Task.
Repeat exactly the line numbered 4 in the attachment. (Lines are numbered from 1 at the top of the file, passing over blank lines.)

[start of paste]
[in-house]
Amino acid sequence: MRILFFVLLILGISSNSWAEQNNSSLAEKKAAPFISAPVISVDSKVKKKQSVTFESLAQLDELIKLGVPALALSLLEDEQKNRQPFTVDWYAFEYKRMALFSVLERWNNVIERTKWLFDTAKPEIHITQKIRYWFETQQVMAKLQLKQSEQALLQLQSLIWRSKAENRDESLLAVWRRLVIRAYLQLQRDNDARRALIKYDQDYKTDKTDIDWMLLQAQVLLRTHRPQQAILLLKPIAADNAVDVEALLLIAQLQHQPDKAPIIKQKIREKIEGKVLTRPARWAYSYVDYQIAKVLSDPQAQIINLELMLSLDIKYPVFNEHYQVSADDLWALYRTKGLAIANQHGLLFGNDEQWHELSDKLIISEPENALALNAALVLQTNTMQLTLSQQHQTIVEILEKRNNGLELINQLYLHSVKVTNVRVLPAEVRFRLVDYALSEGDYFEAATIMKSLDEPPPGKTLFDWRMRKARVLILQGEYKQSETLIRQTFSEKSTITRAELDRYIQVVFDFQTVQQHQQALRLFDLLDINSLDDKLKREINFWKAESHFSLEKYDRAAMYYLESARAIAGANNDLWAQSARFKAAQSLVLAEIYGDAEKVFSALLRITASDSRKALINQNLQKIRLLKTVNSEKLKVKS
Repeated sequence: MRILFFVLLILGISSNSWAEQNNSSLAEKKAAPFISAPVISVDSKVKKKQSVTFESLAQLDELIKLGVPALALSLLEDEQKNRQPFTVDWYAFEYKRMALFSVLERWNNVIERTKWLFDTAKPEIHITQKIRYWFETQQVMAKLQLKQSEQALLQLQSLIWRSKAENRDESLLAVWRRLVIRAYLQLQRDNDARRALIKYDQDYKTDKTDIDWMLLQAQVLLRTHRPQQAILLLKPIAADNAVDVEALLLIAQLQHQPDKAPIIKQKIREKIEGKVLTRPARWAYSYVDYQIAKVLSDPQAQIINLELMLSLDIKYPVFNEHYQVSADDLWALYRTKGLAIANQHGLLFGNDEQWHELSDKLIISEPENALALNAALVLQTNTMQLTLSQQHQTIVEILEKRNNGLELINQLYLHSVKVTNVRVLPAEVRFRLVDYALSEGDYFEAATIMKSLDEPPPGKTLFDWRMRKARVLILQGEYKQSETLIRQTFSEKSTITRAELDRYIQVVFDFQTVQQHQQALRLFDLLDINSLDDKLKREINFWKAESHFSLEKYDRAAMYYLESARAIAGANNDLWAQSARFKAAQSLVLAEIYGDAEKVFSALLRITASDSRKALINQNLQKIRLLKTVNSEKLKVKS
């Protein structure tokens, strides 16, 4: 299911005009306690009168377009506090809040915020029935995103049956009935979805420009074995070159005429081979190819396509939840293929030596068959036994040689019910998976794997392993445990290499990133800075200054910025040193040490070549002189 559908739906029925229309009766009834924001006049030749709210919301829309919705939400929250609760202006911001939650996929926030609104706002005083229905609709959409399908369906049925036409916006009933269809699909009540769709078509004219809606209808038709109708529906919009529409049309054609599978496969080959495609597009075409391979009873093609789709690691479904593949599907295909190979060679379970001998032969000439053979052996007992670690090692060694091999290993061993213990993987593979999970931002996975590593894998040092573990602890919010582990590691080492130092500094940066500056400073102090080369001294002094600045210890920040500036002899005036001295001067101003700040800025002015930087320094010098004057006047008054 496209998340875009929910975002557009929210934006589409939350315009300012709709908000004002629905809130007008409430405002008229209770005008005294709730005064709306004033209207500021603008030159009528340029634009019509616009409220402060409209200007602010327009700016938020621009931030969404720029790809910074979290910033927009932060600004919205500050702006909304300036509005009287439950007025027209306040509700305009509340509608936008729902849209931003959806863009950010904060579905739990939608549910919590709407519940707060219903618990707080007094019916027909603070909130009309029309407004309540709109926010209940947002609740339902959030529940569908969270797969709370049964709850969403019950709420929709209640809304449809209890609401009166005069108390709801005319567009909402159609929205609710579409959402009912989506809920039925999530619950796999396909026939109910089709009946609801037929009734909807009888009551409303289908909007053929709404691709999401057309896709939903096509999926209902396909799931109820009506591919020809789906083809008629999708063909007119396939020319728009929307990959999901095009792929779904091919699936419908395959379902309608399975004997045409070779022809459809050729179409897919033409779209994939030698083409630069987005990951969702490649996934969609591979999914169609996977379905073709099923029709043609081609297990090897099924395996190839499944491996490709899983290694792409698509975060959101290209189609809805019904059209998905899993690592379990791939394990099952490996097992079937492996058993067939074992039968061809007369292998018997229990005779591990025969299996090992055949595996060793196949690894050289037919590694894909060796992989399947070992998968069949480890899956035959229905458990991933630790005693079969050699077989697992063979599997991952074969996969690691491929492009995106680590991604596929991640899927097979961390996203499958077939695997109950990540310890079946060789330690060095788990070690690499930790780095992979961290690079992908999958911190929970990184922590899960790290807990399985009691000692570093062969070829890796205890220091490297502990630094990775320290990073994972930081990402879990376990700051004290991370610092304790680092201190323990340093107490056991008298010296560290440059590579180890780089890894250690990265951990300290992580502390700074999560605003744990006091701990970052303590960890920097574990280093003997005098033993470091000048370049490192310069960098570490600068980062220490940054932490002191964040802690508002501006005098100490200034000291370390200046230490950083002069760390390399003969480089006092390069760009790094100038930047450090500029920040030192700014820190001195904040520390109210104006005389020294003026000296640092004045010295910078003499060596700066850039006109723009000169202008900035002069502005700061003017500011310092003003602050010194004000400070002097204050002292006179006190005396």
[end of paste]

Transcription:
């Protein structure tokens, strides 16, 4: 299911005009306690009168377009506090809040915020029935995103049956009935979805420009074995070159005429081979190819396509939840293929030596068959036994040689019910998976794997392993445990290499990133800075200054910025040193040490070549002189 559908739906029925229309009766009834924001006049030749709210919301829309919705939400929250609760202006911001939650996929926030609104706002005083229905609709959409399908369906049925036409916006009933269809699909009540769709078509004219809606209808038709109708529906919009529409049309054609599978496969080959495609597009075409391979009873093609789709690691479904593949599907295909190979060679379970001998032969000439053979052996007992670690090692060694091999290993061993213990993987593979999970931002996975590593894998040092573990602890919010582990590691080492130092500094940066500056400073102090080369001294002094600045210890920040500036002899005036001295001067101003700040800025002015930087320094010098004057006047008054 496209998340875009929910975002557009929210934006589409939350315009300012709709908000004002629905809130007008409430405002008229209770005008005294709730005064709306004033209207500021603008030159009528340029634009019509616009409220402060409209200007602010327009700016938020621009931030969404720029790809910074979290910033927009932060600004919205500050702006909304300036509005009287439950007025027209306040509700305009509340509608936008729902849209931003959806863009950010904060579905739990939608549910919590709407519940707060219903618990707080007094019916027909603070909130009309029309407004309540709109926010209940947002609740339902959030529940569908969270797969709370049964709850969403019950709420929709209640809304449809209890609401009166005069108390709801005319567009909402159609929205609710579409959402009912989506809920039925999530619950796999396909026939109910089709009946609801037929009734909807009888009551409303289908909007053929709404691709999401057309896709939903096509999926209902396909799931109820009506591919020809789906083809008629999708063909007119396939020319728009929307990959999901095009792929779904091919699936419908395959379902309608399975004997045409070779022809459809050729179409897919033409779209994939030698083409630069987005990951969702490649996934969609591979999914169609996977379905073709099923029709043609081609297990090897099924395996190839499944491996490709899983290694792409698509975060959101290209189609809805019904059209998905899993690592379990791939394990099952490996097992079937492996058993067939074992039968061809007369292998018997229990005779591990025969299996090992055949595996060793196949690894050289037919590694894909060796992989399947070992998968069949480890899956035959229905458990991933630790005693079969050699077989697992063979599997991952074969996969690691491929492009995106680590991604596929991640899927097979961390996203499958077939695997109950990540310890079946060789330690060095788990070690690499930790780095992979961290690079992908999958911190929970990184922590899960790290807990399985009691000692570093062969070829890796205890220091490297502990630094990775320290990073994972930081990402879990376990700051004290991370610092304790680092201190323990340093107490056991008298010296560290440059590579180890780089890894250690990265951990300290992580502390700074999560605003744990006091701990970052303590960890920097574990280093003997005098033993470091000048370049490192310069960098570490600068980062220490940054932490002191964040802690508002501006005098100490200034000291370390200046230490950083002069760390390399003969480089006092390069760009790094100038930047450090500029920040030192700014820190001195904040520390109210104006005389020294003026000296640092004045010295910078003499060596700066850039006109723009000169202008900035002069502005700061003017500011310092003003602050010194004000400070002097204050002292006179006190005396």